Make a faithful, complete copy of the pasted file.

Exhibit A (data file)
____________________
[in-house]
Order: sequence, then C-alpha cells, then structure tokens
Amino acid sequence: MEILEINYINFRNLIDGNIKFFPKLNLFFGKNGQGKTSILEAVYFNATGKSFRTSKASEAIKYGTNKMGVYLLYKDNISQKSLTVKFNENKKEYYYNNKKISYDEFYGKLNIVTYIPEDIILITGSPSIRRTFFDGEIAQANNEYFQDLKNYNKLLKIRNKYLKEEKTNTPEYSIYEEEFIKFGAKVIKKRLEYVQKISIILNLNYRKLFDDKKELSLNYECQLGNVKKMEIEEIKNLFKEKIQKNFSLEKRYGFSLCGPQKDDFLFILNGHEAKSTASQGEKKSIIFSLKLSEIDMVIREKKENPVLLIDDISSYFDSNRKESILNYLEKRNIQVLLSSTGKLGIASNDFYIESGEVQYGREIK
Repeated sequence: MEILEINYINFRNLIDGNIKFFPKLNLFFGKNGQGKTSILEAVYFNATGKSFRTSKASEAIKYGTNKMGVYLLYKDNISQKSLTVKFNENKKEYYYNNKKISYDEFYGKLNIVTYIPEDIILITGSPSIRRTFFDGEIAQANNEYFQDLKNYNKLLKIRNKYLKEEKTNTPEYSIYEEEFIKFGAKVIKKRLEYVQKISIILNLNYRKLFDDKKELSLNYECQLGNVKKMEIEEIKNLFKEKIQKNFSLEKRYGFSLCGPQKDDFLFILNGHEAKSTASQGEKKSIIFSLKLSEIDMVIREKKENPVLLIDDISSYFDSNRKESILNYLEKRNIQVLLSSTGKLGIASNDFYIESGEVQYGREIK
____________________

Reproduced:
[in-house]
Order: sequence, then C-alpha cells, then structure tokens
Amino acid sequence: MEILEINYINFRNLIDGNIKFFPKLNLFFGKNGQGKTSILEAVYFNATGKSFRTSKASEAIKYGTNKMGVYLLYKDNISQKSLTVKFNENKKEYYYNNKKISYDEFYGKLNIVTYIPEDIILITGSPSIRRTFFDGEIAQANNEYFQDLKNYNKLLKIRNKYLKEEKTNTPEYSIYEEEFIKFGAKVIKKRLEYVQKISIILNLNYRKLFDDKKELSLNYECQLGNVKKMEIEEIKNLFKEKIQKNFSLEKRYGFSLCGPQKDDFLFILNGHEAKSTASQGEKKSIIFSLKLSEIDMVIREKKENPVLLIDDISSYFDSNRKESILNYLEKRNIQVLLSSTGKLGIASNDFYIESGEVQYGREIK
Repeated sequence: MEILEINYINFRNLIDGNIKFFPKLNLFFGKNGQGKTSILEAVYFNATGKSFRTSKASEAIKYGTNKMGVYLLYKDNISQKSLTVKFNENKKEYYYNNKKISYDEFYGKLNIVTYIPEDIILITGSPSIRRTFFDGEIAQANNEYFQDLKNYNKLLKIRNKYLKEEKTNTPEYSIYEEEFIKFGAKVIKKRLEYVQKISIILNLNYRKLFDDKKELSLNYECQLGNVKKMEIEEIKNLFKEKIQKNFSLEKRYGFSLCGPQKDDFLFILNGHEAKSTASQGEKKSIIFSLKLSEIDMVIREKKENPVLLIDDISSYFDSNRKESILNYLEKRNIQVLLSSTGKLGIASNDFYIESGEVQYGREIK